World

WHO Director-General's statement on the report of the Meeting of the International Health Regulations (2005) Emergency Committee regarding the multi-country monkeypox outbreak, 25 June 2022

Monkeypox outbreak represents evolving threat that needs collective response

I am deeply concerned by the spread of monkeypox, which has now been identified in more than 50 countries, across five WHO regions, with 3000 cases since early May. The Emergency Committee shared serious concerns about the scale and speed of the current outbreak, noted many unknowns, gaps in current data and prepared a consensus report that reflects differing views amongst the Committee. Overall, in the report, they advised me that at this moment the event does not constitute a Public Health Emergency of International Concern, which is the highest level of alert WHO can issue, but recognized that the convening of the committee itself reflects the increasing concern about the international spread of monkeypox. They expressed their availability to be reconvened as appropriate.

This is clearly an evolving health threat that my colleagues and I in the WHO Secretariat are following extremely closely. It requires our collective attention and coordinated action now to stop the further spread of monkeypox virus using public health measures including surveillance, contact-tracing, isolation and care of patients, and ensuring health tools like vaccines and treatments are available to at-risk populations and shared fairly.

As the Committee pointed out, monkeypox has been circulating in a number of African countries for decades and has been neglected in terms of research, attention and funding This must change not just for monkeypox but for other neglected diseases in low-income countries as the world is reminded yet again that health is an interconnected proposition.

What makes the current outbreak especially concerning is the rapid, continuing spread into new countries and regions and the risk of further, sustained transmission into vulnerable populations including people that are immunocompromised, pregnant women and children.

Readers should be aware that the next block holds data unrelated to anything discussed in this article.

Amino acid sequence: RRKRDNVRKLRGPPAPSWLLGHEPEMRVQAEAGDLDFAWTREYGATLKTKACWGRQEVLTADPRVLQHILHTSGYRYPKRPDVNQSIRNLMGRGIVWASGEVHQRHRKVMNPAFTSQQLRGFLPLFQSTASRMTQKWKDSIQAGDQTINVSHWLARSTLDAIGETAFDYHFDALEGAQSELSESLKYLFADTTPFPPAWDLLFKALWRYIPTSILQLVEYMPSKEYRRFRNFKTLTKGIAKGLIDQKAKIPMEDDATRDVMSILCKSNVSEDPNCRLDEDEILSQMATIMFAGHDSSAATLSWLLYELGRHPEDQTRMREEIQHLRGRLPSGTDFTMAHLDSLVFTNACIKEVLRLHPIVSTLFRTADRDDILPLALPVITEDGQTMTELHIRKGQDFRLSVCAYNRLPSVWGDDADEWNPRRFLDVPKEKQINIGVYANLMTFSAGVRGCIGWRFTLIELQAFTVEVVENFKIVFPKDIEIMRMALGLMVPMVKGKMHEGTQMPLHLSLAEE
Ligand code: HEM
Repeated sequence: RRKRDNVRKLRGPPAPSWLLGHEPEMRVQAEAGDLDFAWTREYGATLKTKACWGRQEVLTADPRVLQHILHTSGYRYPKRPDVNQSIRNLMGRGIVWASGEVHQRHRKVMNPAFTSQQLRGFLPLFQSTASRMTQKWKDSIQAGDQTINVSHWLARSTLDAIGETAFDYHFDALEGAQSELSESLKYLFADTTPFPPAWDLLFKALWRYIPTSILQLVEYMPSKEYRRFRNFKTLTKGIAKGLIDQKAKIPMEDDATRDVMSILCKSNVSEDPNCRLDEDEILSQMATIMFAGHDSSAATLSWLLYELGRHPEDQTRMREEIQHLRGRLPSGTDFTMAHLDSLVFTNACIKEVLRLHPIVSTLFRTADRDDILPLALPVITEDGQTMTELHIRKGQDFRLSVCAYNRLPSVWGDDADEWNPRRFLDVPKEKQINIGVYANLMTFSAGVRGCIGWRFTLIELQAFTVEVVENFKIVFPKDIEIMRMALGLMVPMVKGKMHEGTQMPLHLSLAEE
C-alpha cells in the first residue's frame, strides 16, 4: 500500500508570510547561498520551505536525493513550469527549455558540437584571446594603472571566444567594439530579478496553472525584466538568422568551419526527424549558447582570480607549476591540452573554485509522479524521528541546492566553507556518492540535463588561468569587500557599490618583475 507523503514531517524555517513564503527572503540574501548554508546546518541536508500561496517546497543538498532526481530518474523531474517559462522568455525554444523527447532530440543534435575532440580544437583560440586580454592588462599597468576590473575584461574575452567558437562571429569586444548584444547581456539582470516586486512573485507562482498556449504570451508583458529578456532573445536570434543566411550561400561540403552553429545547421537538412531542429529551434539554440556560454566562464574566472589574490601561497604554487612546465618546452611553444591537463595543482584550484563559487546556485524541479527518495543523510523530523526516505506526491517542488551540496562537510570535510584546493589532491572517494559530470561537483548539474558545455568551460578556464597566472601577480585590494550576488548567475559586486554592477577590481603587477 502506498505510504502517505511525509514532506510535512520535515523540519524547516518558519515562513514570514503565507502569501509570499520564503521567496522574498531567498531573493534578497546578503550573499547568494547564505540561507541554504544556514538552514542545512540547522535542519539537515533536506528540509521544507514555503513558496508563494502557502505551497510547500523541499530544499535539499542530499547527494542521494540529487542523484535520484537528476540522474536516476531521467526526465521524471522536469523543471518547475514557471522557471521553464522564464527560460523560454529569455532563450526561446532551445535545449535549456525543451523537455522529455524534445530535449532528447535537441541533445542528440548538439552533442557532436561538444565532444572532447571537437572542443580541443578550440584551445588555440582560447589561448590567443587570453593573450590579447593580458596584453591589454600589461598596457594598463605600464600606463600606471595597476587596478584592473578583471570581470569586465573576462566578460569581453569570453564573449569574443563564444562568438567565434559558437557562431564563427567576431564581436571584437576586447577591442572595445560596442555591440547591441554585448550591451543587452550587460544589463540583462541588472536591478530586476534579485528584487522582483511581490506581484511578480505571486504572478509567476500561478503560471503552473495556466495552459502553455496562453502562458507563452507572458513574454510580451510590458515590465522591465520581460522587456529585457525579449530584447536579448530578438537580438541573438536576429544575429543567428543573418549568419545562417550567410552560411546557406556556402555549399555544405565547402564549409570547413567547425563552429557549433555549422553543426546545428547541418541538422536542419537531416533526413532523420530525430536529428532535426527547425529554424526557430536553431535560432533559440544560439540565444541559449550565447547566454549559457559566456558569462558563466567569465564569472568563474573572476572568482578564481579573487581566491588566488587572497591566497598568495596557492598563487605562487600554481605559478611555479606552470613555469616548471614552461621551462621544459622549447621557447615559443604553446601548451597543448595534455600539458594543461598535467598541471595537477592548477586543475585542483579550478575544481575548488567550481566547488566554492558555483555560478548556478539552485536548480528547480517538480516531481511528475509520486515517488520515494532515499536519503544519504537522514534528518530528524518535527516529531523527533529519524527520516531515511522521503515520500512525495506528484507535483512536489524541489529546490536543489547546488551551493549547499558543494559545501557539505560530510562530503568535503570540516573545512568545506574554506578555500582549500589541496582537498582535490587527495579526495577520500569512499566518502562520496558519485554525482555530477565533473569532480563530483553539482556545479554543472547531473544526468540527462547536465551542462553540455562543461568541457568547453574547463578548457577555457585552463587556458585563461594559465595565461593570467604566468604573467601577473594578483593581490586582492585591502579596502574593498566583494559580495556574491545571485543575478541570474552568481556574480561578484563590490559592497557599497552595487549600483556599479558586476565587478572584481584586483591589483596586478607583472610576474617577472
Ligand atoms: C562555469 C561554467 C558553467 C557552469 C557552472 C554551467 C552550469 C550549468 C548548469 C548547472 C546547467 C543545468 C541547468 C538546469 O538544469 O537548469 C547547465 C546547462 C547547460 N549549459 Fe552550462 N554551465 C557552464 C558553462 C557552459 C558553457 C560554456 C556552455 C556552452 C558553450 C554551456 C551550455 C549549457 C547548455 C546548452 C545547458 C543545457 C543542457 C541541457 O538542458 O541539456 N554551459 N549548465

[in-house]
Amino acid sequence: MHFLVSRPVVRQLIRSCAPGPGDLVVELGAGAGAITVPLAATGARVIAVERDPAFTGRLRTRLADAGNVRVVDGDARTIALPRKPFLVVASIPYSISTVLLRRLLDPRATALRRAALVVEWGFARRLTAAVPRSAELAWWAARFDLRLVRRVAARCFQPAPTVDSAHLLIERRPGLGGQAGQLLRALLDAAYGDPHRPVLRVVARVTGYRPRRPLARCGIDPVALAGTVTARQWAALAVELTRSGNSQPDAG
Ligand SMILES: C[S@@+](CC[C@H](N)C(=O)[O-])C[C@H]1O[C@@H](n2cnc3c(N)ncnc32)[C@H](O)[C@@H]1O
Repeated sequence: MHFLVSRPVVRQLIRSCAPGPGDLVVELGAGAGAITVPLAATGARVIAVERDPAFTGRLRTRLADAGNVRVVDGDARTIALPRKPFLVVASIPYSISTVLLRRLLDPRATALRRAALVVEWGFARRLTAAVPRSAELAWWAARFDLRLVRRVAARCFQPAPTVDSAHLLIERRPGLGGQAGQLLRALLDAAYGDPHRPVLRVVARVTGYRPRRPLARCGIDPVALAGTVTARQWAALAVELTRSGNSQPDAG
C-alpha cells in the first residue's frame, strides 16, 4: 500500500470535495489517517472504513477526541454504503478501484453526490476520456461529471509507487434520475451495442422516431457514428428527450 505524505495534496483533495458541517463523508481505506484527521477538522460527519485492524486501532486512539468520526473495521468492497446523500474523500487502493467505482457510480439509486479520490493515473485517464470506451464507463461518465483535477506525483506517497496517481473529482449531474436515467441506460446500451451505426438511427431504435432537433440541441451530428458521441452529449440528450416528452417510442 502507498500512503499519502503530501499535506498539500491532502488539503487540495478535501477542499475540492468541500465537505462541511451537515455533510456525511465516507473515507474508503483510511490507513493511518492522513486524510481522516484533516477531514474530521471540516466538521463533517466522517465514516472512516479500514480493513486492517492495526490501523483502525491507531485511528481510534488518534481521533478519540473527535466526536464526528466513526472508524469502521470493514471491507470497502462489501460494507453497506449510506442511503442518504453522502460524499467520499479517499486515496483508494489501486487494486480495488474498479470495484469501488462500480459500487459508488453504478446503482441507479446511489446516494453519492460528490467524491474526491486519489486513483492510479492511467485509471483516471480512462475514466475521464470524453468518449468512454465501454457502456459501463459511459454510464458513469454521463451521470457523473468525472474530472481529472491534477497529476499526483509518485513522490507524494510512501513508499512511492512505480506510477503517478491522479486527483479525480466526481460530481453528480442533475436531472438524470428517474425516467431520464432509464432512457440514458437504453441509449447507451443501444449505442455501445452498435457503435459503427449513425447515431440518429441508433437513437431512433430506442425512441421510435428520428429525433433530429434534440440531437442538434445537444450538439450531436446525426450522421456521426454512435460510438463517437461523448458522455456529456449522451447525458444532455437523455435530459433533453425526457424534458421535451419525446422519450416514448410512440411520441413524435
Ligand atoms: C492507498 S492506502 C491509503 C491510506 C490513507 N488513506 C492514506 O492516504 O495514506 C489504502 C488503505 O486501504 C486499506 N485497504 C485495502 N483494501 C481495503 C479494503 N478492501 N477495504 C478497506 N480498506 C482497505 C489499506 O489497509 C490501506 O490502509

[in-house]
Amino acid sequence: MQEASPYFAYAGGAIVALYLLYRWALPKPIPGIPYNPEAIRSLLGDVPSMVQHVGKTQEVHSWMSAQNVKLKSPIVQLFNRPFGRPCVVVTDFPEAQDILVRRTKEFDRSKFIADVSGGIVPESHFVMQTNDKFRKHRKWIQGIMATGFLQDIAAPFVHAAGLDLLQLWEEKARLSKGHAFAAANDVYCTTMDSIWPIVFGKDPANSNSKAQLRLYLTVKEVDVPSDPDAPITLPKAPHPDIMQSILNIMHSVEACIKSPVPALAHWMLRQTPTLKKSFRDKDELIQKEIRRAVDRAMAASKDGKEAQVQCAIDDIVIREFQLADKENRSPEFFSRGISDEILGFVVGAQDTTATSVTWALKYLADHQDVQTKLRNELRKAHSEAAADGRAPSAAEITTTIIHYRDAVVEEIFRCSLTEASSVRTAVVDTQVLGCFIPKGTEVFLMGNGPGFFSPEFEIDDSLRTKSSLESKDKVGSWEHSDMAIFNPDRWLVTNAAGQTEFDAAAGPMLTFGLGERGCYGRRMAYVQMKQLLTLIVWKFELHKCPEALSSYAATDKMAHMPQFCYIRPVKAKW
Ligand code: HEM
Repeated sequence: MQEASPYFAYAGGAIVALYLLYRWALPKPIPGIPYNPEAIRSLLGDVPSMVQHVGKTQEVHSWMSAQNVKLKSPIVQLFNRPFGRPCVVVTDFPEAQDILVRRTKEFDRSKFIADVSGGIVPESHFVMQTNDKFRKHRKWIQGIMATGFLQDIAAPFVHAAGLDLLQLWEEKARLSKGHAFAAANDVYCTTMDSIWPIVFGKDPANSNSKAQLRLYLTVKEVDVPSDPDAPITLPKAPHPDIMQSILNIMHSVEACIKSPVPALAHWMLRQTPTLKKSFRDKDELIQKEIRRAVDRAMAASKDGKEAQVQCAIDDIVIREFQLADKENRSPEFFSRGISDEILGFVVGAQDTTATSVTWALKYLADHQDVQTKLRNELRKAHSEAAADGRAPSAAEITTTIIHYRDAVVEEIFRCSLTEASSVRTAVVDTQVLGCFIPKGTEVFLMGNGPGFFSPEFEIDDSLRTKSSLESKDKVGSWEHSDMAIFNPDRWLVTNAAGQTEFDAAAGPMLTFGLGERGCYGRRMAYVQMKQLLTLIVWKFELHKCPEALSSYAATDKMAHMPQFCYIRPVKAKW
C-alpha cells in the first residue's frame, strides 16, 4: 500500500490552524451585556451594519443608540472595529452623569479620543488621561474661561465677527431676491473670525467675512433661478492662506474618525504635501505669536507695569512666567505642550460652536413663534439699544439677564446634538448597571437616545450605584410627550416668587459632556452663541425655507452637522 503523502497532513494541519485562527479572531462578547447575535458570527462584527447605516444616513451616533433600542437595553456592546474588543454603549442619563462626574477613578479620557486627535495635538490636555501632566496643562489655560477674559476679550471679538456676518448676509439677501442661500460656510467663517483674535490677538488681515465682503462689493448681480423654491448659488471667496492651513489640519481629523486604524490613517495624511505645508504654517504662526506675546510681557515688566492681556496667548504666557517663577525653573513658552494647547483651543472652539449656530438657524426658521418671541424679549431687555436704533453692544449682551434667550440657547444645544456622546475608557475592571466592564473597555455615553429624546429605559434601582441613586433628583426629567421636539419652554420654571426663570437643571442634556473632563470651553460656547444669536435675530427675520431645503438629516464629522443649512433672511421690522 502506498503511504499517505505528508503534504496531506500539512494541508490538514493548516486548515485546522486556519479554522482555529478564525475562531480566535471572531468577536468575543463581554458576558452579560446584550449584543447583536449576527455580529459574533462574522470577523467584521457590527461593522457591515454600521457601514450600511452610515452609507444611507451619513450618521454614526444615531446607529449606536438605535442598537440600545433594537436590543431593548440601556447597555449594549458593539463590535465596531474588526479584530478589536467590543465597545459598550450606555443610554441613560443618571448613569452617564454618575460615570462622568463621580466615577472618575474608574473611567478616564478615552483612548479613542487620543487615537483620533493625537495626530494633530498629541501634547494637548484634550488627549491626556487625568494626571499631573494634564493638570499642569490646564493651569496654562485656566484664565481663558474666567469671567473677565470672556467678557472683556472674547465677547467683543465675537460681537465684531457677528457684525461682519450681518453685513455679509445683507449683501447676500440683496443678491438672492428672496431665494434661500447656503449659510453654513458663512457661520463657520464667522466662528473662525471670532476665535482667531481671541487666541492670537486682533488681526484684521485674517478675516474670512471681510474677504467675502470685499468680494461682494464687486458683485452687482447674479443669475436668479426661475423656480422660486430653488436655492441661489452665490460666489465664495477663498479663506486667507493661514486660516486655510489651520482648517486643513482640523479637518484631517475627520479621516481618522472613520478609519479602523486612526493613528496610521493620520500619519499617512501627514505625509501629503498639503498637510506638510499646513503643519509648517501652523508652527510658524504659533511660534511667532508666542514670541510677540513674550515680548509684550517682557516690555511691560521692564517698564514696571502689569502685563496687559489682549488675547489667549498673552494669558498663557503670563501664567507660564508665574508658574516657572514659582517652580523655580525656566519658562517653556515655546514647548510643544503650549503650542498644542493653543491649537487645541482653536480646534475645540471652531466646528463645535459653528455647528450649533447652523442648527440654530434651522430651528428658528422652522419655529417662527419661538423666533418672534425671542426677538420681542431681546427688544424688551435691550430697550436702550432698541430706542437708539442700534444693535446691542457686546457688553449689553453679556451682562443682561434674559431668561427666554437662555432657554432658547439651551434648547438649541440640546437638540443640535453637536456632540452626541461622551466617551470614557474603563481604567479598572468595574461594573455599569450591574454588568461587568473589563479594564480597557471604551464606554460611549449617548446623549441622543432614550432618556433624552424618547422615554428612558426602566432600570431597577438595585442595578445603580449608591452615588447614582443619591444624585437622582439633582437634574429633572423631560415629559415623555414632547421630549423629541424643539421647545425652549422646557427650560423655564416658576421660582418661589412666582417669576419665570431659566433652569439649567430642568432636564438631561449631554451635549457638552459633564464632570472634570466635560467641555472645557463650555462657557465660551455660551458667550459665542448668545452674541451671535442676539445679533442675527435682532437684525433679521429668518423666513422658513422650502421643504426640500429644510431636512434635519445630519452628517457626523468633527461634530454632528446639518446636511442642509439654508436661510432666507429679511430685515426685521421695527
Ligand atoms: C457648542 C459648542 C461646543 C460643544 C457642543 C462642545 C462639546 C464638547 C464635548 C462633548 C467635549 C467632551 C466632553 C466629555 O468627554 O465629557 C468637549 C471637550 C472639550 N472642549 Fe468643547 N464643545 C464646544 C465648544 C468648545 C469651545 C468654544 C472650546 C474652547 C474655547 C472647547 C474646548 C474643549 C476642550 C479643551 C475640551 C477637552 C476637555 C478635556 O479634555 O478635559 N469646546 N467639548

That is why it is urgent that all Member States, communities and individuals take the recommendations of the Committee for stepped-up surveillance, improved diagnostics, community engagement and risk communication, and the appropriate use of therapeutics, vaccines, and public health measures including contact tracing and isolation.

Since learning about the outbreak of monkeypox on 7 May, WHO has issued clinical guidance and convened hundreds of scientists and researchers to speed up research and development into monkeypox and the potential for new tools to be developed. WHO has also convened meetings of community members and organizations from the LGBTQI+ community so that health information and advice on protection measures are shared effectively around mass gatherings.

WHO calls on Member States to collaborate, share information, and engage with affected communities so that public health safety measures are communicated quickly and effectively.

WHO calls on Member States and manufacturers to work together to achieve the global public health goals of ensuring that affected populations receive medical countermeasures for monkeypox and that these are used through standardized research and data collection for further evaluation of clinical effectiveness of therapeutics and vaccine effectiveness evaluations.

I thank the scientists and public health experts from around the world who participated in the Emergency Committee. We will continue to monitor the situation closely, follow their advice for continuing vigilance and possible reconvening in the coming days and weeks based on the evolution of the outbreak.